Historic Hobby Protests (Part III Of My OWS Analysis)

I coined the term “hobby protest” to describe the type of protests where people take to the streets for seemingly minor issues and with seemingly ill defined goals. Occupy Wall Street (OWS) isn’t the first of them and it won’t be the last. What are some other examples?

One thing I wanted to avoid was the medias myopic view that the 1960’s protests were the watershed moment of the entire history of Western Civilization. (The media has never seen a protest that didn’t make them want to listen to Bob Dylan and talk about Woodstock.) I tried to think of centuries old (universal) examples of hobby protests. Possibly ones in different cultures and various locations. I couldn’t think of any. (Perhaps the Temperance movement? Luddites?)

The best I could do were all recent. Here are a few recent examples of hobby protests:

  1. Occupy Wall Street (2011): “We want uh…stuff. And rich people suck. So they should give us their money. The government sucks too…so it should give us more stuff. And the student loans we voluntarily took to study unmarketable subjects are huge so we shouldn’t have to pay them back.” (Aftermath: Nothing yet.)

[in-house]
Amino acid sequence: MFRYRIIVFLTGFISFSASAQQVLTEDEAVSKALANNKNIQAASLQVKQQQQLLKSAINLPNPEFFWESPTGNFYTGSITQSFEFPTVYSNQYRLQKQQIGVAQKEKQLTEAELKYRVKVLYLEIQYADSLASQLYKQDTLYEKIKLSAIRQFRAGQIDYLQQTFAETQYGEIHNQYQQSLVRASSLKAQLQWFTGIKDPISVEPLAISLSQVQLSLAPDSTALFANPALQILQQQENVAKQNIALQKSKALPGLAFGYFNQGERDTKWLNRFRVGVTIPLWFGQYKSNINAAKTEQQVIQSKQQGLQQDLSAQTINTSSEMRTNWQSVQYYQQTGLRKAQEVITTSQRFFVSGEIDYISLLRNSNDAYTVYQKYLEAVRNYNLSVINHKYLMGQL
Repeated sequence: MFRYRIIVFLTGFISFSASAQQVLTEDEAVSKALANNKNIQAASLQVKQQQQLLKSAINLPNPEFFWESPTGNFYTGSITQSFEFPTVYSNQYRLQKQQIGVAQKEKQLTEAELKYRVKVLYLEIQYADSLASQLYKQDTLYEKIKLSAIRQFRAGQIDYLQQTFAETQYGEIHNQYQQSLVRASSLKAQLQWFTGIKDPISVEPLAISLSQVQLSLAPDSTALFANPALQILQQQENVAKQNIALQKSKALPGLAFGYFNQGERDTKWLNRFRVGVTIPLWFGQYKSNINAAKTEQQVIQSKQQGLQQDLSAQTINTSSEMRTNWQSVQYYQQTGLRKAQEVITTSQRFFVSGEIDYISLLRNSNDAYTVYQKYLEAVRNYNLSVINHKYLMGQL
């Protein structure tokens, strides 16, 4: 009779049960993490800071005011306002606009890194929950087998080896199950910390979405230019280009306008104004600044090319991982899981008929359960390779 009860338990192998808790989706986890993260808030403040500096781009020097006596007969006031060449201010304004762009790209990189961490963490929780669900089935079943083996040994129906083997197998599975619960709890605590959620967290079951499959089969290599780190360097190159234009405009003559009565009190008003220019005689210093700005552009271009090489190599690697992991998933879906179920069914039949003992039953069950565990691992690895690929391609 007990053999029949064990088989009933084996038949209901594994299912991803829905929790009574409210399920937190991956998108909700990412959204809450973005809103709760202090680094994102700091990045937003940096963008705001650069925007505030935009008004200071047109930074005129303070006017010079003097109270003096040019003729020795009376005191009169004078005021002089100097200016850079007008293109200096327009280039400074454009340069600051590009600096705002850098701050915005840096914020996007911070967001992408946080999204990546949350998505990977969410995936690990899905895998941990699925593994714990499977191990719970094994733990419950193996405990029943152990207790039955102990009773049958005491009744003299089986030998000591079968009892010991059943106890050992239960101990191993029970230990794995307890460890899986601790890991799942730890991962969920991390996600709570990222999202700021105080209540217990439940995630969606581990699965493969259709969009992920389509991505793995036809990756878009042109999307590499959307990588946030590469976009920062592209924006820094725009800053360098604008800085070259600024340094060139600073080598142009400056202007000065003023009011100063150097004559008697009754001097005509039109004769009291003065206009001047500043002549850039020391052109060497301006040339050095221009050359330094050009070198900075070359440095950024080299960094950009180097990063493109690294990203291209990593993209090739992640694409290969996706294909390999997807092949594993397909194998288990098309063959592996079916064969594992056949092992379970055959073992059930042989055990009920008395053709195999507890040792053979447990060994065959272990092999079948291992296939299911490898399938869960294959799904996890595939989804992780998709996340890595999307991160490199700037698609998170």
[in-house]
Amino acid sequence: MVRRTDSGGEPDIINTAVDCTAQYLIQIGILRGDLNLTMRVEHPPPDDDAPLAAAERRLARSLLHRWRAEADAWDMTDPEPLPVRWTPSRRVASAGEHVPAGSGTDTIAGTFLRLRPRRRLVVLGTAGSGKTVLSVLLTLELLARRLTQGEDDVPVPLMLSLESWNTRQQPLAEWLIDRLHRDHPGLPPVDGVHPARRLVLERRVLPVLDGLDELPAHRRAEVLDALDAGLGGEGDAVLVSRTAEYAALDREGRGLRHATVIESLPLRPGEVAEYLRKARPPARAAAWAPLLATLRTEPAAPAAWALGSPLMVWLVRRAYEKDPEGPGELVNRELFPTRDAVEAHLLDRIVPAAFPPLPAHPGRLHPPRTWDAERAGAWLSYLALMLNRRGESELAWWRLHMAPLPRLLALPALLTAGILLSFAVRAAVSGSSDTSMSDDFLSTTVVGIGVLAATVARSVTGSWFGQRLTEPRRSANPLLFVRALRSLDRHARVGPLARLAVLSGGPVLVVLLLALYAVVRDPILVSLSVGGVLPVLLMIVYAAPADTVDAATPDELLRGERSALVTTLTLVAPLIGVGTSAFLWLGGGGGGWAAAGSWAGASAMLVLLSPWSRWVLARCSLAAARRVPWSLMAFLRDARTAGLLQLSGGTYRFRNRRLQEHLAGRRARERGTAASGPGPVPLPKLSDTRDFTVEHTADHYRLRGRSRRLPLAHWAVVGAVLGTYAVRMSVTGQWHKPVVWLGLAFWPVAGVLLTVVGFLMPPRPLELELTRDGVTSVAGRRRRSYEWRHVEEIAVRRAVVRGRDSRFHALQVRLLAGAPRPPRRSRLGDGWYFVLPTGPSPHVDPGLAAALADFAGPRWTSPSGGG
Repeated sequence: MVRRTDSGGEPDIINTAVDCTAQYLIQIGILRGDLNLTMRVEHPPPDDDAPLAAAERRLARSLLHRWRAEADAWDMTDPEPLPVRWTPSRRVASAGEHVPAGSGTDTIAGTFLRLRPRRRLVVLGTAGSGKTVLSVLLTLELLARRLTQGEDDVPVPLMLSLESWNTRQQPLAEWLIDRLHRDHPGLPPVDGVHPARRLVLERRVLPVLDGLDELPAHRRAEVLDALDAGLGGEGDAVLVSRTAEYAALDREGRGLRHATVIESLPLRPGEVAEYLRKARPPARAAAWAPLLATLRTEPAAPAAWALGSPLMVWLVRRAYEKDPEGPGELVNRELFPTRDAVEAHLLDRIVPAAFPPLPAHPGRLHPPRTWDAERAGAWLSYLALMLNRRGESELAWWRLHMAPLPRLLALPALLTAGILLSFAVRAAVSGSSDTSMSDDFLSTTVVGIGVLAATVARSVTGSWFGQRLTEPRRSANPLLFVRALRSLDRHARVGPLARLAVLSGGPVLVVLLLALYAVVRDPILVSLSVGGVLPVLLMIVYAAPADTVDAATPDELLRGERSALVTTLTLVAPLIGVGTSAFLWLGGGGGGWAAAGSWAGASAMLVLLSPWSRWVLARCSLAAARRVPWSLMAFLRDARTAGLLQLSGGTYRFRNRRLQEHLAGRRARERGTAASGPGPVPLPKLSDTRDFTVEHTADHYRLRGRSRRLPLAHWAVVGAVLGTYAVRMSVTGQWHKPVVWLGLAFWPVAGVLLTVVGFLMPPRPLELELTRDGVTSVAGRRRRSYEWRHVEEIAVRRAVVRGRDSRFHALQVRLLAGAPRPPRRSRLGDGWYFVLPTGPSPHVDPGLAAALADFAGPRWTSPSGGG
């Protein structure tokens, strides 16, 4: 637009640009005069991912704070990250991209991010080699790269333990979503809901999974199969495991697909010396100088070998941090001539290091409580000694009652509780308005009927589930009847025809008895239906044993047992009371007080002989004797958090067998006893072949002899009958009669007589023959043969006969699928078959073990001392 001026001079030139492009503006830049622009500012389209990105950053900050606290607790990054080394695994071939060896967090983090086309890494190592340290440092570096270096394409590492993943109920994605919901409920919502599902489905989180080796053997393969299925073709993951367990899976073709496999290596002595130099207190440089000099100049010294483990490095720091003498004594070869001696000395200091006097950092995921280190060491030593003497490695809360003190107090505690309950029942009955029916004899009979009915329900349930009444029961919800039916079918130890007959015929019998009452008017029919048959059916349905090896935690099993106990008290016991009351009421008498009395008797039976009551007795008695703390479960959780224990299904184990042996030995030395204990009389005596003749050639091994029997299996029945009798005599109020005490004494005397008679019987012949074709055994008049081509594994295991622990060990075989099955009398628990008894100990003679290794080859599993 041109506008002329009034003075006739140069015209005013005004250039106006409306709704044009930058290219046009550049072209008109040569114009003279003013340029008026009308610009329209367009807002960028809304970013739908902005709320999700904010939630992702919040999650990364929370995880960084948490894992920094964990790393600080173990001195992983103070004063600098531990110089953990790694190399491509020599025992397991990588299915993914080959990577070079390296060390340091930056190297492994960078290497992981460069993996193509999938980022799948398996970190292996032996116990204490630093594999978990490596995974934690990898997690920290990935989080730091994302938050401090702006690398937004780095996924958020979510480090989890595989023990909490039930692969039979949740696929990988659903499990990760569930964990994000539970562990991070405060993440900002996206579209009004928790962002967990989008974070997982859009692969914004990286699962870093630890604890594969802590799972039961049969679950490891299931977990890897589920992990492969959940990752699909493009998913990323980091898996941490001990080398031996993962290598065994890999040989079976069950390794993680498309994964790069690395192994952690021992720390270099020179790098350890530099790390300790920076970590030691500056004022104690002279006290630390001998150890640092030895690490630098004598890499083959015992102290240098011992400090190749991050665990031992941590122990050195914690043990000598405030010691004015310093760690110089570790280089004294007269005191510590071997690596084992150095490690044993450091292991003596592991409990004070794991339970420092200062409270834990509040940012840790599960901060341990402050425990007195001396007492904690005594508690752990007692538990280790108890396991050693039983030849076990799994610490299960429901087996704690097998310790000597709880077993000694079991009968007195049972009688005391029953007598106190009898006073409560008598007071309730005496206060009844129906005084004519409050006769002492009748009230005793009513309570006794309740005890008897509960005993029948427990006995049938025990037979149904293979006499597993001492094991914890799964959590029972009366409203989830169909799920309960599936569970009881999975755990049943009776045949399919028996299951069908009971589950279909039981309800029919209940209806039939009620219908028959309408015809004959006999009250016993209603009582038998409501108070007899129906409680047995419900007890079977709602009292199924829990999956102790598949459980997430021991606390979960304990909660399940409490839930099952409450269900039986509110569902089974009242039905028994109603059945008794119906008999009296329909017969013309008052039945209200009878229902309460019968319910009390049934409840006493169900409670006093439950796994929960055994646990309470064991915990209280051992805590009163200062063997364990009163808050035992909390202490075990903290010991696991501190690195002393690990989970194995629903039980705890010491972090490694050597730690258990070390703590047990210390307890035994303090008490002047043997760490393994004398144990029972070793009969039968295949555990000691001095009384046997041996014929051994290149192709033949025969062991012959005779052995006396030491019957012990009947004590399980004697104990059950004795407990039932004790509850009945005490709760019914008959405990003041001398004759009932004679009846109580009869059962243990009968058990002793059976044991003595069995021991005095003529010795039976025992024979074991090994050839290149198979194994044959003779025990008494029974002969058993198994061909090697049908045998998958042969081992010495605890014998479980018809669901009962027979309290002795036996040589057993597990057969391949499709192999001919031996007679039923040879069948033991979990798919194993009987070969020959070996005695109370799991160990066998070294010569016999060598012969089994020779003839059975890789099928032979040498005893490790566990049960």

2. Greece (2011): “The government is out of money. We want to keep getting the stuff it’s been giving us. We’re going to break windows and burn cars until the government has more money and gives it to us.” (Aftermath: Burning cars has yet to generate more money for anyone.)
  3. Los Angeles Riots (1992): “Cops who beat up Rodney King were acquitted and that pisses off. We’re going to spend a week burning buildings and cars. We’ll also beat the shit out of an innocent trucker. Why? Because he’s white and somehow bludgeoning a man for his race makes up for racism.” (Aftermath: Several destroyed neighborhoods from fire, looting, and arson. Regionald Denny, who I think was the epitome of an innocent bystander was severely injured (as well as many others). Rodney King, regardless of the LAPD’s stupidity isn’t exactly a saint; since his 10 minutes of fame in ’92 he has been arrested in 1995 (90 day sentence), in 2003 he wrecked his car fleeing the police while drunk (broken pelvis), in 2007 he “innocently” received a shotgun wound, in 2011 he had two events (driving erratically without a license and later arrested for driving under the influence). Either Rodney King has the kind of luck that redefines mathematics or he’s a thug. If you’re going to riot to protect an innocent man this isn’t the Rosa Parks you’d hope for. Meanwhile the LA Police department started with a bad reputation at the time and now, big riot and decades later, still has a bad reputation.)

In my next post I’ll contrast with historic “serious protests”. These are a lot more powerful, and dangerous, than hobby protests.

About Adaptive Curmudgeon

I will neither confirm nor deny that I actually exist.
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6 Responses to Historic Hobby Protests (Part III Of My OWS Analysis)

  1. C. S. P. Schofield says:

    Again, while I like the general thrust of your reasoning, I must disagree with a detail;